Three years of pandemic and millions of people infected by the SARS-CoV-2 coronavirus have provided a huge amount of data for scientists to investigate this infectious disease and its long-term sequelae, known as persistent or prolonged COVID and which is characterized by a diversity of symptoms that many people experience with greater or lesser intensity after passing the infection.
Many organs and systems of the body have been affected by this virus, even after the patient has overcome the initial illness, and now a new study has analyzed how COVID-19 has affected sperm concentrations and quality of men after suffering a mild coronavirus infection and when enough time had passed – three months in this case – for new semen to have been produced.
The results have been presented at the 39th annual meeting of the European Society for Human Reproduction and Embryology (ESHRE) and show that more than three months after suffering a mild COVID infection, men have lower sperm concentrations and fewer sperm that can swim than was observed in pre-illness samples.
Half of the men had total sperm counts that were 57% lower after COVID compared to their pre-COVID samples
The teacher Rocío Núñez Calongeembryologist, scientific director of the UR International Group and professor in the Master’s Degree in Reproduction at the Complutense University and the Spanish Fertility Society, has declared that after a average 100 days after SARS-CoV-2 infectionthere did not appear to be an improvement in sperm quality and concentration, even though new sperm would have been produced in that time.
Speaking to SMC Spain, Professor Núñez Calonge explained: “Several studies show the impact of SARS-CoV-2 on the health of infected men compared to fertile controls and the negative effect on semen parameters. However, there are few studies that study the effect of COVID-19 in semen samples from patients before and after infection, in men with mild infection, as well as the long-term outcome. In most of the works it is assumed that, if the virus affects the testicle, and therefore the production of spermatozoa, once a cycle of spermatogenesis (formation of the sperm), which lasts approximately 70 days, the normalization of the seminal parameters will take place”.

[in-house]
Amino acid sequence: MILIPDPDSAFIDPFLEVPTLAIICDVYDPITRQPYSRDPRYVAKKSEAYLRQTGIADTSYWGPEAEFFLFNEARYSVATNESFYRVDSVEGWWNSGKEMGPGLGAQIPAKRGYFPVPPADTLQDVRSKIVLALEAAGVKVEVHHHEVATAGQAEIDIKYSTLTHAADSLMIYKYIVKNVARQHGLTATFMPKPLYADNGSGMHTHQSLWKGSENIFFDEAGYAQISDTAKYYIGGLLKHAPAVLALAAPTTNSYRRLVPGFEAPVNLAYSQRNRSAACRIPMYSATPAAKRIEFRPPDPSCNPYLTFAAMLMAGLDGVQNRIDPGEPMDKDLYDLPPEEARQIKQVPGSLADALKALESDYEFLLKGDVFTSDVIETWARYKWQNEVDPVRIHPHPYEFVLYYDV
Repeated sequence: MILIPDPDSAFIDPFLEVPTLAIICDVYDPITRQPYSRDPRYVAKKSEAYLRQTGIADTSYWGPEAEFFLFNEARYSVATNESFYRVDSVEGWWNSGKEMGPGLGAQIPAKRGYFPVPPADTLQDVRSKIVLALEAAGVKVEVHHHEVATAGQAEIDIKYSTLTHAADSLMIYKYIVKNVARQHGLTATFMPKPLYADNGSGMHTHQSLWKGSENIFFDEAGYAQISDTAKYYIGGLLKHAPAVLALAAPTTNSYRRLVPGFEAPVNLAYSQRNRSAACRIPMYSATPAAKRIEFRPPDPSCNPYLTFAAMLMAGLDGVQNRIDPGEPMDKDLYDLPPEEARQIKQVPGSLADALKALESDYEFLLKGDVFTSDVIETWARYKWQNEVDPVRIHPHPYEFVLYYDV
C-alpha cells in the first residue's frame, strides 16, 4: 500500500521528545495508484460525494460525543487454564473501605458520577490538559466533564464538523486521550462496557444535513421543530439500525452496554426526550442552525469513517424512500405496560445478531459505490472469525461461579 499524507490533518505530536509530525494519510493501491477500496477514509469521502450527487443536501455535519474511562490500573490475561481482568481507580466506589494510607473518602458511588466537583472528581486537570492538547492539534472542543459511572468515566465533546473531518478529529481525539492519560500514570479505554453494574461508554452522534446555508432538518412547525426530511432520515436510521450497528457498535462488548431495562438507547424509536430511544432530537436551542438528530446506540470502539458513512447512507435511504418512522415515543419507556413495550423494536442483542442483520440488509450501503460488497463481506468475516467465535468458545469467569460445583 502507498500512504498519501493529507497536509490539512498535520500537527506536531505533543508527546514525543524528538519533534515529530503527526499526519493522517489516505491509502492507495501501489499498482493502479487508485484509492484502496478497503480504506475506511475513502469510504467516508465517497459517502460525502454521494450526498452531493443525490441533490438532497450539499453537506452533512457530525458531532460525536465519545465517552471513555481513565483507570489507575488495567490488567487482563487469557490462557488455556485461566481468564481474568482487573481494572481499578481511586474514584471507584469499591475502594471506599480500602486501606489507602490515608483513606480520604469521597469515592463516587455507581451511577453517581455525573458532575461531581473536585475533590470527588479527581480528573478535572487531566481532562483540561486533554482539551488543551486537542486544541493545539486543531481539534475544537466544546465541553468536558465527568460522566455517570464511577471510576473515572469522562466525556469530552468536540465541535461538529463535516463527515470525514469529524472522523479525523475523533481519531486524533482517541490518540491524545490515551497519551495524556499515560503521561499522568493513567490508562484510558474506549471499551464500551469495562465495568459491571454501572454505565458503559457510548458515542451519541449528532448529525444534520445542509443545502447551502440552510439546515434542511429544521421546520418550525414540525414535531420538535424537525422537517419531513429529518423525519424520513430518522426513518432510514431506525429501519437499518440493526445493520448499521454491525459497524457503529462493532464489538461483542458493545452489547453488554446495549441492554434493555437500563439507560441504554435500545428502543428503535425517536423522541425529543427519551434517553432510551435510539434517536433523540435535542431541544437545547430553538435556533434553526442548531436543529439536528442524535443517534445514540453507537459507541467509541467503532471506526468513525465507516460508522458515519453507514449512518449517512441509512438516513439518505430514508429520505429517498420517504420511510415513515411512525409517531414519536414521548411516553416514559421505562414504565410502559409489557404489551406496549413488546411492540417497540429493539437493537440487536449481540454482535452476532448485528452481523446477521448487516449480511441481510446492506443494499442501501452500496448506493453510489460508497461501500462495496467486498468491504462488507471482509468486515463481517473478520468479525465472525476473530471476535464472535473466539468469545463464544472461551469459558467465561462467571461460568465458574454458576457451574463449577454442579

“We assumed that semen quality would improve once new sperm were generated, but it didn’t. We do not know how long it may take to restore semen quality and COVID may have caused permanent damageeven in men who suffered only a mild infection ”, warned the expert during the presentation of the study results at ESHRE.
Motility and total sperm count, the most affected
Professor Núñez Calonge and her colleagues observed that the semen quality of some men attending clinics in Spain for assisted reproductive treatment was worse after COVID infection than before infection, even though they had recovered and the infection had followed. they had suffered had been mild, and for this reason they decided to investigate whether COVID had influenced the drop in quality.
“Since it takes approximately 78 days to create new sperm, it seemed appropriate to assess semen quality at least three months after recovery from COVID,” Núñez Calonge said. Between February 2020 and October 2022, the researchers recruited for the study 45 men attending six reproductive clinics in Spain. They all had a confirmed diagnosis of mild COVID and the clinics had analysis data on semen samples taken before the men became infected.
Another semen sample was taken between days 17 and 516 after infection. The average age of the men was 31 years, and the amount of time between pre-COVID and post-COVID samples was a median of 238 days. The researchers analyzed all samples taken up to 100 days after infection and then analyzed a subset of samples taken more than 100 days later.